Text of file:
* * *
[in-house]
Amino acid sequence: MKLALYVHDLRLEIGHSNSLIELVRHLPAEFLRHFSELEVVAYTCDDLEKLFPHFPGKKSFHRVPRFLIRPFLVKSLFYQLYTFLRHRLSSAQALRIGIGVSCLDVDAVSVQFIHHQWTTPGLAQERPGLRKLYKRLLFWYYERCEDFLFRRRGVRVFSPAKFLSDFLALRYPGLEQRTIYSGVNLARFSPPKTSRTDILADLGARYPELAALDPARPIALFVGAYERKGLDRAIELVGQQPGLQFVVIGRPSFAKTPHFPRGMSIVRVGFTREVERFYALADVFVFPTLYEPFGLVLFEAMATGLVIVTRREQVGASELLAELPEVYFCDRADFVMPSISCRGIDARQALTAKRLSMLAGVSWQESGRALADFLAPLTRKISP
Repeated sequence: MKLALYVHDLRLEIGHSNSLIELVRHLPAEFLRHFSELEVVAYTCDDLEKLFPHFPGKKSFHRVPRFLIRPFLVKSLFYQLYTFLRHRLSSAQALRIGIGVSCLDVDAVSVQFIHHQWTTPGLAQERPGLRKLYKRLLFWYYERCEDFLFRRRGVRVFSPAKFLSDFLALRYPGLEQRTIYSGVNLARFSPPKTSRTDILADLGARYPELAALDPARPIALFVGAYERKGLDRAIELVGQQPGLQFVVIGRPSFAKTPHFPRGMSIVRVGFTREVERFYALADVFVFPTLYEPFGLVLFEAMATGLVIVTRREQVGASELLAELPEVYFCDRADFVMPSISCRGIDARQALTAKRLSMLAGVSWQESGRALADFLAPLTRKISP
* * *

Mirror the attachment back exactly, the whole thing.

[in-house]
Amino acid sequence: MKLALYVHDLRLEIGHSNSLIELVRHLPAEFLRHFSELEVVAYTCDDLEKLFPHFPGKKSFHRVPRFLIRPFLVKSLFYQLYTFLRHRLSSAQALRIGIGVSCLDVDAVSVQFIHHQWTTPGLAQERPGLRKLYKRLLFWYYERCEDFLFRRRGVRVFSPAKFLSDFLALRYPGLEQRTIYSGVNLARFSPPKTSRTDILADLGARYPELAALDPARPIALFVGAYERKGLDRAIELVGQQPGLQFVVIGRPSFAKTPHFPRGMSIVRVGFTREVERFYALADVFVFPTLYEPFGLVLFEAMATGLVIVTRREQVGASELLAELPEVYFCDRADFVMPSISCRGIDARQALTAKRLSMLAGVSWQESGRALADFLAPLTRKISP
Repeated sequence: MKLALYVHDLRLEIGHSNSLIELVRHLPAEFLRHFSELEVVAYTCDDLEKLFPHFPGKKSFHRVPRFLIRPFLVKSLFYQLYTFLRHRLSSAQALRIGIGVSCLDVDAVSVQFIHHQWTTPGLAQERPGLRKLYKRLLFWYYERCEDFLFRRRGVRVFSPAKFLSDFLALRYPGLEQRTIYSGVNLARFSPPKTSRTDILADLGARYPELAALDPARPIALFVGAYERKGLDRAIELVGQQPGLQFVVIGRPSFAKTPHFPRGMSIVRVGFTREVERFYALADVFVFPTLYEPFGLVLFEAMATGLVIVTRREQVGASELLAELPEVYFCDRADFVMPSISCRGIDARQALTAKRLSMLAGVSWQESGRALADFLAPLTRKISP